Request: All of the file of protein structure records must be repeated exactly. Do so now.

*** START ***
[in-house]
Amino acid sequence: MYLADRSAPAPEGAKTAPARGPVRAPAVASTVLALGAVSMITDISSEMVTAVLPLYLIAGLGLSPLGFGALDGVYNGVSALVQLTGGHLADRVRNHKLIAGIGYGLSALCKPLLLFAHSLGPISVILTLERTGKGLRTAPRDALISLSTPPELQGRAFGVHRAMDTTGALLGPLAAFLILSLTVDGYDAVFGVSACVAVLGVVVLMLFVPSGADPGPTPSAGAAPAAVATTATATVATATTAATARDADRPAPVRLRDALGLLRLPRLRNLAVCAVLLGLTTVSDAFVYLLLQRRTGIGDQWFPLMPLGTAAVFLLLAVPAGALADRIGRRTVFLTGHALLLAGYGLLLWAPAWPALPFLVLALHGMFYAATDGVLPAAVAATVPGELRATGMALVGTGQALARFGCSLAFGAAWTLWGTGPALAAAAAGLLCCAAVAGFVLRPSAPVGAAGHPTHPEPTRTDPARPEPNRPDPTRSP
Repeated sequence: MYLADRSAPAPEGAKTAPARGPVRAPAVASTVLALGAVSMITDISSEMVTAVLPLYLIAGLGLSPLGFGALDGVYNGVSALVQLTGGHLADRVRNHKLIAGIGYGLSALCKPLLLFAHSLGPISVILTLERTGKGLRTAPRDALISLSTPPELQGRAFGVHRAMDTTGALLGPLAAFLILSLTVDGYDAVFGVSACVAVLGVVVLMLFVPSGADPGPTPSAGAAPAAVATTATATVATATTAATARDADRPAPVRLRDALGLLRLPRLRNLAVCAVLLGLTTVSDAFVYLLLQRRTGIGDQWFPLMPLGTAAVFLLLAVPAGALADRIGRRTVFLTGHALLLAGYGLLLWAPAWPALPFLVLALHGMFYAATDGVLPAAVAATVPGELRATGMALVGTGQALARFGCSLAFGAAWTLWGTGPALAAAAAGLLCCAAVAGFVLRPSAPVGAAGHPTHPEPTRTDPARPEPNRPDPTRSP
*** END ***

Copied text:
[in-house]
Amino acid sequence: MYLADRSAPAPEGAKTAPARGPVRAPAVASTVLALGAVSMITDISSEMVTAVLPLYLIAGLGLSPLGFGALDGVYNGVSALVQLTGGHLADRVRNHKLIAGIGYGLSALCKPLLLFAHSLGPISVILTLERTGKGLRTAPRDALISLSTPPELQGRAFGVHRAMDTTGALLGPLAAFLILSLTVDGYDAVFGVSACVAVLGVVVLMLFVPSGADPGPTPSAGAAPAAVATTATATVATATTAATARDADRPAPVRLRDALGLLRLPRLRNLAVCAVLLGLTTVSDAFVYLLLQRRTGIGDQWFPLMPLGTAAVFLLLAVPAGALADRIGRRTVFLTGHALLLAGYGLLLWAPAWPALPFLVLALHGMFYAATDGVLPAAVAATVPGELRATGMALVGTGQALARFGCSLAFGAAWTLWGTGPALAAAAAGLLCCAAVAGFVLRPSAPVGAAGHPTHPEPTRTDPARPEPNRPDPTRSP
Repeated sequence: MYLADRSAPAPEGAKTAPARGPVRAPAVASTVLALGAVSMITDISSEMVTAVLPLYLIAGLGLSPLGFGALDGVYNGVSALVQLTGGHLADRVRNHKLIAGIGYGLSALCKPLLLFAHSLGPISVILTLERTGKGLRTAPRDALISLSTPPELQGRAFGVHRAMDTTGALLGPLAAFLILSLTVDGYDAVFGVSACVAVLGVVVLMLFVPSGADPGPTPSAGAAPAAVATTATATVATATTAATARDADRPAPVRLRDALGLLRLPRLRNLAVCAVLLGLTTVSDAFVYLLLQRRTGIGDQWFPLMPLGTAAVFLLLAVPAGALADRIGRRTVFLTGHALLLAGYGLLLWAPAWPALPFLVLALHGMFYAATDGVLPAAVAATVPGELRATGMALVGTGQALARFGCSLAFGAAWTLWGTGPALAAAAAGLLCCAAVAGFVLRPSAPVGAAGHPTHPEPTRTDPARPEPNRPDPTRSP